REMS Partners

Cranfield has a clear mission of deep business-engagement supporting highly interdisciplinary research and education. It is one of the top five research-intensive universities in the UK and has a demonstrated track record in the capacity-building of early-stage researchers through doctoral training, graduating 10% of the UK’s engineering and science MSc, PhD and EngDs. It has a world leading activity in structural integrity, risk and reliability research particularly related to the offshore applications and supporting this is an ocean laboratory with towing/wave tank facilities along with large-scale structures test rigs (up to 2.5 MN capacity) and a high performance computing platform. The Cranfield University offshore renewable energy engineering activity led by Prof Feargal Brennan evolved from a sustained world-leading research presence in the offshore Oil & Gas sector for over thirty years and now covers a spectrum of applications from wave, tidal stream and wind power. Maintenance of Offshore Energy plant by optimizing design for “though life service” is another key strength of our bid via the recently awarded £5.9M EPSRC Centre for Innovative Manufacturing, led by Cranfield on “Through life engineering services”. The Welding Engineering and Laser Processing Centre (Prof Stewart Williams) develops large-scale net-shape manufacturing processes alongside new joining technologies. The University has unique industrial-scale structures and materials processing laboratories e.g. hyperbaric work and our world unique facility for developing joining methods at water depths of up to 2,500m.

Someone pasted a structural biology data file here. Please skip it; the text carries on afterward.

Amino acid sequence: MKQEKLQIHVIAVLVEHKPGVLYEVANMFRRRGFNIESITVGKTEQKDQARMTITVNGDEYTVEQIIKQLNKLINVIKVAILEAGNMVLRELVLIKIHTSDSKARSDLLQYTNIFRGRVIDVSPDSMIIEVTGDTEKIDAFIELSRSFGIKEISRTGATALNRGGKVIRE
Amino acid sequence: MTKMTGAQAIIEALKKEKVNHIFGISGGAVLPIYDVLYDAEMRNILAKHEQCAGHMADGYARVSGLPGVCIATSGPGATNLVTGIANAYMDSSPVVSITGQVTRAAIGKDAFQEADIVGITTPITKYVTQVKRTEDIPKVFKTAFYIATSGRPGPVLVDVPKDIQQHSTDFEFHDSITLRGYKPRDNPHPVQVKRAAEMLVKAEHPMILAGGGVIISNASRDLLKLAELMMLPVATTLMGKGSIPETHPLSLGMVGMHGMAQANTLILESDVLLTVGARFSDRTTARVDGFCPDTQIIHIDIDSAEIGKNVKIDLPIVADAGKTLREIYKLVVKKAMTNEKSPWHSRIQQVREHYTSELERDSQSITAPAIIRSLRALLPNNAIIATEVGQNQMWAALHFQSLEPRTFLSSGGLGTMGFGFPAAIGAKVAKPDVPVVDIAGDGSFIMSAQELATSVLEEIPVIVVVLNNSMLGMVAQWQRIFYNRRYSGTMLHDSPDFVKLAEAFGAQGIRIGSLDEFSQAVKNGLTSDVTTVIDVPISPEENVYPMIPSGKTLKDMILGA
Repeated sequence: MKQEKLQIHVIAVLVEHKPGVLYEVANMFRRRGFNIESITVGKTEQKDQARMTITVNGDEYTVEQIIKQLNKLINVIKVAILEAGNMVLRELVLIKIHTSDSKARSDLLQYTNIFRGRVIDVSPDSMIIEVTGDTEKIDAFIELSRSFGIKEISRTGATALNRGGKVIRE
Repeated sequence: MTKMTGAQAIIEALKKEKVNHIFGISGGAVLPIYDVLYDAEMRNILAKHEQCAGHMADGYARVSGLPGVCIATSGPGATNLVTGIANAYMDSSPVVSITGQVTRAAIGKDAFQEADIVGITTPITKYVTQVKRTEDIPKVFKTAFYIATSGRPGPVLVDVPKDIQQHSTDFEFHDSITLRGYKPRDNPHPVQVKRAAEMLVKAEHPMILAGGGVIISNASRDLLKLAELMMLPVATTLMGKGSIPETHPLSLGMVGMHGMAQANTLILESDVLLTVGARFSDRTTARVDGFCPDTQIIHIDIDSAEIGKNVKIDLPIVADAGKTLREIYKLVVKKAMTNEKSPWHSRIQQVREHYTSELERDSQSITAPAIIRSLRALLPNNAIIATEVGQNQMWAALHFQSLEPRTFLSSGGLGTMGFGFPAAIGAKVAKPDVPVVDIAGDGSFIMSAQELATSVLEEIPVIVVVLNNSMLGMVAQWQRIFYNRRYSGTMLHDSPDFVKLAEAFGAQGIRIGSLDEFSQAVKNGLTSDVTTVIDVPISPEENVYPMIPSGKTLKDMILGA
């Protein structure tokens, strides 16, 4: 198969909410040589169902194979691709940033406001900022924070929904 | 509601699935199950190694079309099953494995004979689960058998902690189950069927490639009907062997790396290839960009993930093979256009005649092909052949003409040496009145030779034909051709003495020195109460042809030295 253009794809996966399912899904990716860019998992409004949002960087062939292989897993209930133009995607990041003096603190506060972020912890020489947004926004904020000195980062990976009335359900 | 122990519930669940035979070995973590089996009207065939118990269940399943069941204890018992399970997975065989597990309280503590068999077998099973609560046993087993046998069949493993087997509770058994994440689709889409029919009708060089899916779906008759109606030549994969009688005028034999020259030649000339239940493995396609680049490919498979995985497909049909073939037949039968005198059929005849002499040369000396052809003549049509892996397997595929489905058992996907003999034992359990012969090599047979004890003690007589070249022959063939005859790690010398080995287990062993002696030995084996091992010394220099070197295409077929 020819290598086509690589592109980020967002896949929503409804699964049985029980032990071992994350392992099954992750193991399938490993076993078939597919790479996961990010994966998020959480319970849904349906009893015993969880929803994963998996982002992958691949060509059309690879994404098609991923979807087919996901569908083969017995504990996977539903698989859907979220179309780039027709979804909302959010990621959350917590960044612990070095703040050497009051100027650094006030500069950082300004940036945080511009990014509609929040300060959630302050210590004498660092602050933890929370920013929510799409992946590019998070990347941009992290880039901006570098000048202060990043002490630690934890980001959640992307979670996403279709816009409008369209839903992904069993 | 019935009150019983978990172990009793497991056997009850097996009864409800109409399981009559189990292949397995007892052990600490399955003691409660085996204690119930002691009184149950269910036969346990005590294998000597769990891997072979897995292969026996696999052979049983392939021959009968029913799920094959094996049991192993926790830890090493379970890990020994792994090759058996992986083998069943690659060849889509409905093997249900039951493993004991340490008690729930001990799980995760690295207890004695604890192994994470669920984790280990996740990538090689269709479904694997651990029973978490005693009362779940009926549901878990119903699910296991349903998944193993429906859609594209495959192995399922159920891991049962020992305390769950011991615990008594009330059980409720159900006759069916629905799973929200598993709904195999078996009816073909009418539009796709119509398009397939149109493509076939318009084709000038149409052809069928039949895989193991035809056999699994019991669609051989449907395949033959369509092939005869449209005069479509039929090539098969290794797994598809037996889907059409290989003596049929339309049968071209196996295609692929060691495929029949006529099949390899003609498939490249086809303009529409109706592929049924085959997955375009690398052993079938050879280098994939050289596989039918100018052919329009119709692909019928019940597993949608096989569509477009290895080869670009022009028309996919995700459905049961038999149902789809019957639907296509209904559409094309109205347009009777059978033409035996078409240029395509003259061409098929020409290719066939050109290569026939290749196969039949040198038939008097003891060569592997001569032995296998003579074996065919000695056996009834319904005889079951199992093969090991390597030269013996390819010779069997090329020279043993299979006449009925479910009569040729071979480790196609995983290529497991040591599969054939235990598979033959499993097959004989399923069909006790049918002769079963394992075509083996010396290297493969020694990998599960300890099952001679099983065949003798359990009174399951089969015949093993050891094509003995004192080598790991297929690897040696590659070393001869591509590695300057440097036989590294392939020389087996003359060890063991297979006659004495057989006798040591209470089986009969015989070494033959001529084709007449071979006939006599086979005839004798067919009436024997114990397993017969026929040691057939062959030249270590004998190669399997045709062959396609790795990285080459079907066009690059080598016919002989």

Oxford’s Department of Engineering Science has a substantial research portfolio, including much that is directly supported by industry. As a general engineering department there are no barriers between different engineering disciplines, so much of the research is multi-disciplinary, including for marine energy. Our reputation for research is sustained and outstanding. In REF2014 Oxford had the top 4* rating in General Engineering for overall and for impact, and finished top based on the widely adopted Grade Point Average (GPA). Our expertise in offshore wind focuses mostly on geotechnical engineering problems. We have a leading international reputation for research on foundations for offshore wind turbines (Prof Byron Byrne, Prof Guy Houlsby (Rankine Lecturer in 2014), Prof Chris Martin), building on our more general research since 1980s on offshore foundations. Our work addresses gravity bases, piled foundations, suction installed foundations, mono- and multi-footing structures as well as novel ideas including helical screw pile foundations. We have developed foundation design guidance for installation, ultimate capacity, stiffness and response under monotonic and cyclic loading. The work ranges from detailed laboratory studies, using bespoke loading rigs in Oxford, to computational studies (Prof Harvey Burd), through to field instrumentation and interpretation of field data (Prof Ross McAdam). In 2011 Prof Byrne delivered the ICE’s biennial Géotechnique Lecture on “Foundation Design for Offshore Wind Turbines” outlining the state of the art, based on Oxford research. We recently completed a major Joint Industry Project, the PISA project, focused on developing new design methods for monopiles that support offshore wind turbines. The work involved computational studies, theoretical work and field scale testing, with the results already being applied by the industrial funding partners. Our work can be applied to wave and tidal energy applications, and to fixed or floating structures. Additional expertise is in structural dynamics (Prof Tony Blakeborough, Prof Martin Williams, Prof Manolis Chatzis), fluid mechanics (Prof Tom Adcock) and tidal energy (Prof Richard Willden), where we have a significant on-going research effort.